Since 2009, our FORE Fracture Risk Calculator has been available and we have been collecting feedback from people who are using it. A common question that people have is why we do not consider diet and exercise in the fracture risk calculation.
Over the years, researchers studying the risks that contribute to fractures use very large databases of people from around the world. They examined how well a variety of risk factors correlate with fractures. Using this very comprehensive method, they identified several factors that could be strongly linked to fracture risk. Each factor needed to be easily measured and also an independent contributor to the risk calculation. While there are a number of factors that can impact bone health, only a hand full of them by themselves contribute in a meaningful way to the fracture risk formula. Risks such as certain medical conditions and medications are included, but the most important risk factors are age, having suffered a fracture, having a close family member having a hip fracture. Neither diet nor exercise contributed to the risk calculation once all the other factors were included. So, although diet and exercise are VERY important prevention strategies, they do not have a measurable impact on immediate 10-year fracture risk–and they are hard to quantify.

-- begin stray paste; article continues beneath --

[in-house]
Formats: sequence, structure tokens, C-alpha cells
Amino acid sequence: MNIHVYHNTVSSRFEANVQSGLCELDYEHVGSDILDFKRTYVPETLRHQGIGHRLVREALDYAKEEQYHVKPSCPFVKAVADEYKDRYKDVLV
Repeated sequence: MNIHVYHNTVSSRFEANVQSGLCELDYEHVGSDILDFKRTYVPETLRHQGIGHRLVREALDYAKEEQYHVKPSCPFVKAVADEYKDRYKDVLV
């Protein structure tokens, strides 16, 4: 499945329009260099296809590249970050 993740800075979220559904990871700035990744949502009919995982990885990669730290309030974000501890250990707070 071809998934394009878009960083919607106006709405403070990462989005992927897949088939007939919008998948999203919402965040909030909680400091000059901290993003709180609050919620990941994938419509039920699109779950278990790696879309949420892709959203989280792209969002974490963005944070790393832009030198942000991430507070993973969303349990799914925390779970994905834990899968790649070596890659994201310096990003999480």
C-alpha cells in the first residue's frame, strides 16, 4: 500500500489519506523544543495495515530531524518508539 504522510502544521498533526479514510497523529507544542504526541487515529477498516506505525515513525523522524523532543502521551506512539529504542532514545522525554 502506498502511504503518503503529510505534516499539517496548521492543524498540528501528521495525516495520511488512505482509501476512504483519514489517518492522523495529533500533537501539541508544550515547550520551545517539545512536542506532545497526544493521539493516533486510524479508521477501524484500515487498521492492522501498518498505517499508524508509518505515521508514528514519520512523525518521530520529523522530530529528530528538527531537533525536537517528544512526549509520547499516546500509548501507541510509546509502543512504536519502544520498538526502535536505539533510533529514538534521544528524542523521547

This is not to say that we shouldn’t do everything we can to minimize risks and maximize bone health. Exercise and diet are critically important to the whole bone health picture. Fracture risk screening can help people who have an increased risk of fracture to consider ways to reduce that risk–the risk number can be the first step in motivating change.